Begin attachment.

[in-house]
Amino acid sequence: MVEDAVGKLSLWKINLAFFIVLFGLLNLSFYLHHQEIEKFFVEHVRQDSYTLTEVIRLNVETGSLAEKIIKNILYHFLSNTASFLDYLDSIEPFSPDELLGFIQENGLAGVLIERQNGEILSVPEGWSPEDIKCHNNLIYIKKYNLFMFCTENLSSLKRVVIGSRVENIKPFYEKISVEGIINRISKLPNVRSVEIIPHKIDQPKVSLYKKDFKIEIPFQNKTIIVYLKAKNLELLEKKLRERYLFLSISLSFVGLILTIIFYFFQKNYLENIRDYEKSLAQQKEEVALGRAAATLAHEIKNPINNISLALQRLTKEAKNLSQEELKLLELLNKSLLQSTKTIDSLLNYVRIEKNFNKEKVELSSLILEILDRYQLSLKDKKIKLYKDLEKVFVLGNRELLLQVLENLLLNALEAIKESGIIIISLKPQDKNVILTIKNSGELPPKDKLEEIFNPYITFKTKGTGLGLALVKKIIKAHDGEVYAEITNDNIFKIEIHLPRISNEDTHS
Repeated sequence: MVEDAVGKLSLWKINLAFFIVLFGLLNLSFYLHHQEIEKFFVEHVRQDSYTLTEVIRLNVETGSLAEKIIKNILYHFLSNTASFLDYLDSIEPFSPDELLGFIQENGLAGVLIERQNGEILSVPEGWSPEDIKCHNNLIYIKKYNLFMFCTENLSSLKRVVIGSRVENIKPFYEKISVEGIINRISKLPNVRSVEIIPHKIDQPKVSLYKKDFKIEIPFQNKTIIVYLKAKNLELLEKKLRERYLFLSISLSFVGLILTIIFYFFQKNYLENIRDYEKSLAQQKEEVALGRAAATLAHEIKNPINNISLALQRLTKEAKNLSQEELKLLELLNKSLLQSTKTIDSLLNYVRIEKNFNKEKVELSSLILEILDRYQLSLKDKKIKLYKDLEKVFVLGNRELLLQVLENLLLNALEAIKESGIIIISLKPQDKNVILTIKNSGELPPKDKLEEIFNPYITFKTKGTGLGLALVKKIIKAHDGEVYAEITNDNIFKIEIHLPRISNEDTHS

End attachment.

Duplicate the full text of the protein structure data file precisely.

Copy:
[in-house]
Amino acid sequence: MVEDAVGKLSLWKINLAFFIVLFGLLNLSFYLHHQEIEKFFVEHVRQDSYTLTEVIRLNVETGSLAEKIIKNILYHFLSNTASFLDYLDSIEPFSPDELLGFIQENGLAGVLIERQNGEILSVPEGWSPEDIKCHNNLIYIKKYNLFMFCTENLSSLKRVVIGSRVENIKPFYEKISVEGIINRISKLPNVRSVEIIPHKIDQPKVSLYKKDFKIEIPFQNKTIIVYLKAKNLELLEKKLRERYLFLSISLSFVGLILTIIFYFFQKNYLENIRDYEKSLAQQKEEVALGRAAATLAHEIKNPINNISLALQRLTKEAKNLSQEELKLLELLNKSLLQSTKTIDSLLNYVRIEKNFNKEKVELSSLILEILDRYQLSLKDKKIKLYKDLEKVFVLGNRELLLQVLENLLLNALEAIKESGIIIISLKPQDKNVILTIKNSGELPPKDKLEEIFNPYITFKTKGTGLGLALVKKIIKAHDGEVYAEITNDNIFKIEIHLPRISNEDTHS
Repeated sequence: MVEDAVGKLSLWKINLAFFIVLFGLLNLSFYLHHQEIEKFFVEHVRQDSYTLTEVIRLNVETGSLAEKIIKNILYHFLSNTASFLDYLDSIEPFSPDELLGFIQENGLAGVLIERQNGEILSVPEGWSPEDIKCHNNLIYIKKYNLFMFCTENLSSLKRVVIGSRVENIKPFYEKISVEGIINRISKLPNVRSVEIIPHKIDQPKVSLYKKDFKIEIPFQNKTIIVYLKAKNLELLEKKLRERYLFLSISLSFVGLILTIIFYFFQKNYLENIRDYEKSLAQQKEEVALGRAAATLAHEIKNPINNISLALQRLTKEAKNLSQEELKLLELLNKSLLQSTKTIDSLLNYVRIEKNFNKEKVELSSLILEILDRYQLSLKDKKIKLYKDLEKVFVLGNRELLLQVLENLLLNALEAIKESGIIIISLKPQDKNVILTIKNSGELPPKDKLEEIFNPYITFKTKGTGLGLALVKKIIKAHDGEVYAEITNDNIFKIEIHLPRISNEDTHS